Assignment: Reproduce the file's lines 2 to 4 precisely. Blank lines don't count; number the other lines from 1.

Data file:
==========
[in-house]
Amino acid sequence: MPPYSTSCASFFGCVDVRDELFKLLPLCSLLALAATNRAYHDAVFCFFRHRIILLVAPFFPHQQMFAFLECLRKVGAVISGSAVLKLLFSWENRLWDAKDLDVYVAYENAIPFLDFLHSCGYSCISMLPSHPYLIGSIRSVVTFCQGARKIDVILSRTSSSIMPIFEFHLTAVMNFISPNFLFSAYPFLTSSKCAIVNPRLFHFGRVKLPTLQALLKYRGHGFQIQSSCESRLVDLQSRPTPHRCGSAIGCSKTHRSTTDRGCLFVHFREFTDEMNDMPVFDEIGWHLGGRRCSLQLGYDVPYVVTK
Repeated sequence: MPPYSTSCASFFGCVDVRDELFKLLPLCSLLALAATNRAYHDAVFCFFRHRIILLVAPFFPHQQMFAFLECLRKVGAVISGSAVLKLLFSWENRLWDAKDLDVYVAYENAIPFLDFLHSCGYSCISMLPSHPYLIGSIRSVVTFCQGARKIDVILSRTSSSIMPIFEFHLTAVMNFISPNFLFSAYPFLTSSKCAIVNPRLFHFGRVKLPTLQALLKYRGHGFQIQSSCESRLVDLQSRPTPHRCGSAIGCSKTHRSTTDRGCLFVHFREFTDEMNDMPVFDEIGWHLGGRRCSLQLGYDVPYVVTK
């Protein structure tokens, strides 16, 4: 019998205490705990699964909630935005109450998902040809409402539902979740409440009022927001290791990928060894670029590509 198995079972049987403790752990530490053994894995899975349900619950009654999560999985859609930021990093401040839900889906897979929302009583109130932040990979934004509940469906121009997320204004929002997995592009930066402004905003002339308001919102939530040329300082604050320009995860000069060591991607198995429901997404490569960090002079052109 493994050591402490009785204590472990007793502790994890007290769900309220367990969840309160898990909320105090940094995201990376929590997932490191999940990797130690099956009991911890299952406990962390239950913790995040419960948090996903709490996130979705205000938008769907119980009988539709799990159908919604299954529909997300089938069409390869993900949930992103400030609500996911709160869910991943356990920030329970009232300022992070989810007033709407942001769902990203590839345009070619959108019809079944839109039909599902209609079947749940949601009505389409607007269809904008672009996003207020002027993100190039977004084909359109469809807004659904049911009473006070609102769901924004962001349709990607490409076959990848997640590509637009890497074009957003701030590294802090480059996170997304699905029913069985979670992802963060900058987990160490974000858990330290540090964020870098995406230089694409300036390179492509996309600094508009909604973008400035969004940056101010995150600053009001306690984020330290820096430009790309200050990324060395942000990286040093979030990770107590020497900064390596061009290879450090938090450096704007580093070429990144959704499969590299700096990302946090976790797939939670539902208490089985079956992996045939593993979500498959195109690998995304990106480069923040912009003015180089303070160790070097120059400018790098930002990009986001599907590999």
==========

Amino acid sequence: MPPYSTSCASFFGCVDVRDELFKLLPLCSLLALAATNRAYHDAVFCFFRHRIILLVAPFFPHQQMFAFLECLRKVGAVISGSAVLKLLFSWENRLWDAKDLDVYVAYENAIPFLDFLHSCGYSCISMLPSHPYLIGSIRSVVTFCQGARKIDVILSRTSSSIMPIFEFHLTAVMNFISPNFLFSAYPFLTSSKCAIVNPRLFHFGRVKLPTLQALLKYRGHGFQIQSSCESRLVDLQSRPTPHRCGSAIGCSKTHRSTTDRGCLFVHFREFTDEMNDMPVFDEIGWHLGGRRCSLQLGYDVPYVVTK
Repeated sequence: MPPYSTSCASFFGCVDVRDELFKLLPLCSLLALAATNRAYHDAVFCFFRHRIILLVAPFFPHQQMFAFLECLRKVGAVISGSAVLKLLFSWENRLWDAKDLDVYVAYENAIPFLDFLHSCGYSCISMLPSHPYLIGSIRSVVTFCQGARKIDVILSRTSSSIMPIFEFHLTAVMNFISPNFLFSAYPFLTSSKCAIVNPRLFHFGRVKLPTLQALLKYRGHGFQIQSSCESRLVDLQSRPTPHRCGSAIGCSKTHRSTTDRGCLFVHFREFTDEMNDMPVFDEIGWHLGGRRCSLQLGYDVPYVVTK
């Protein structure tokens, strides 16, 4: 019998205490705990699964909630935005109450998902040809409402539902979740409440009022927001290791990928060894670029590509 198995079972049987403790752990530490053994894995899975349900619950009654999560999985859609930021990093401040839900889906897979929302009583109130932040990979934004509940469906121009997320204004929002997995592009930066402004905003002339308001919102939530040329300082604050320009995860000069060591991607198995429901997404490569960090002079052109 493994050591402490009785204590472990007793502790994890007290769900309220367990969840309160898990909320105090940094995201990376929590997932490191999940990797130690099956009991911890299952406990962390239950913790995040419960948090996903709490996130979705205000938008769907119980009988539709799990159908919604299954529909997300089938069409390869993900949930992103400030609500996911709160869910991943356990920030329970009232300022992070989810007033709407942001769902990203590839345009070619959108019809079944839109039909599902209609079947749940949601009505389409607007269809904008672009996003207020002027993100190039977004084909359109469809807004659904049911009473006070609102769901924004962001349709990607490409076959990848997640590509637009890497074009957003701030590294802090480059996170997304699905029913069985979670992802963060900058987990160490974000858990330290540090964020870098995406230089694409300036390179492509996309600094508009909604973008400035969004940056101010995150600053009001306690984020330290820096430009790309200050990324060395942000990286040093979030990770107590020497900064390596061009290879450090938090450096704007580093070429990144959704499969590299700096990302946090976790797939939670539902208490089985079956992996045939593993979500498959195109690998995304990106480069923040912009003015180089303070160790070097120059400018790098930002990009986001599907590999």